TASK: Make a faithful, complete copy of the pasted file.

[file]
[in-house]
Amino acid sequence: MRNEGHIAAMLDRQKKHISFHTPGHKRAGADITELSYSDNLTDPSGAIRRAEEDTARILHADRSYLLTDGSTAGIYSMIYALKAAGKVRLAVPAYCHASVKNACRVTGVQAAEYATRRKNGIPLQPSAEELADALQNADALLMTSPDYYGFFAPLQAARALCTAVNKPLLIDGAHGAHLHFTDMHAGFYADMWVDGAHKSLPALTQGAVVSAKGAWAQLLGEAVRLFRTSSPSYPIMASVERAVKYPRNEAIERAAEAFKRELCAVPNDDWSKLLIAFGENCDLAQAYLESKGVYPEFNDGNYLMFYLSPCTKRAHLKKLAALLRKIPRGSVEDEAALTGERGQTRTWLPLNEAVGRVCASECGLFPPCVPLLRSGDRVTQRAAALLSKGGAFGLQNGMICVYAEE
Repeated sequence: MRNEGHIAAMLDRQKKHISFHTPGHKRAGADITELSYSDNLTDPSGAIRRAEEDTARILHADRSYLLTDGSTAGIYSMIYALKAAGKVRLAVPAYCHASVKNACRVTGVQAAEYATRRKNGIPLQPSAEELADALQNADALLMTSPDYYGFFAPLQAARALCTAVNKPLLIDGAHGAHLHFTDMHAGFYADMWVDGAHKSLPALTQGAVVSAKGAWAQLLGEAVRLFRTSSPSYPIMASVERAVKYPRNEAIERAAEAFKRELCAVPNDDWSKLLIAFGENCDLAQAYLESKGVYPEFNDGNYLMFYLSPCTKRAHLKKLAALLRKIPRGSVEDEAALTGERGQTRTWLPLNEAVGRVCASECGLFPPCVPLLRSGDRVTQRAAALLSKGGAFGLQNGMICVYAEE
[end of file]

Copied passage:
[in-house]
Amino acid sequence: MRNEGHIAAMLDRQKKHISFHTPGHKRAGADITELSYSDNLTDPSGAIRRAEEDTARILHADRSYLLTDGSTAGIYSMIYALKAAGKVRLAVPAYCHASVKNACRVTGVQAAEYATRRKNGIPLQPSAEELADALQNADALLMTSPDYYGFFAPLQAARALCTAVNKPLLIDGAHGAHLHFTDMHAGFYADMWVDGAHKSLPALTQGAVVSAKGAWAQLLGEAVRLFRTSSPSYPIMASVERAVKYPRNEAIERAAEAFKRELCAVPNDDWSKLLIAFGENCDLAQAYLESKGVYPEFNDGNYLMFYLSPCTKRAHLKKLAALLRKIPRGSVEDEAALTGERGQTRTWLPLNEAVGRVCASECGLFPPCVPLLRSGDRVTQRAAALLSKGGAFGLQNGMICVYAEE
Repeated sequence: MRNEGHIAAMLDRQKKHISFHTPGHKRAGADITELSYSDNLTDPSGAIRRAEEDTARILHADRSYLLTDGSTAGIYSMIYALKAAGKVRLAVPAYCHASVKNACRVTGVQAAEYATRRKNGIPLQPSAEELADALQNADALLMTSPDYYGFFAPLQAARALCTAVNKPLLIDGAHGAHLHFTDMHAGFYADMWVDGAHKSLPALTQGAVVSAKGAWAQLLGEAVRLFRTSSPSYPIMASVERAVKYPRNEAIERAAEAFKRELCAVPNDDWSKLLIAFGENCDLAQAYLESKGVYPEFNDGNYLMFYLSPCTKRAHLKKLAALLRKIPRGSVEDEAALTGERGQTRTWLPLNEAVGRVCASECGLFPPCVPLLRSGDRVTQRAAALLSKGGAFGLQNGMICVYAEE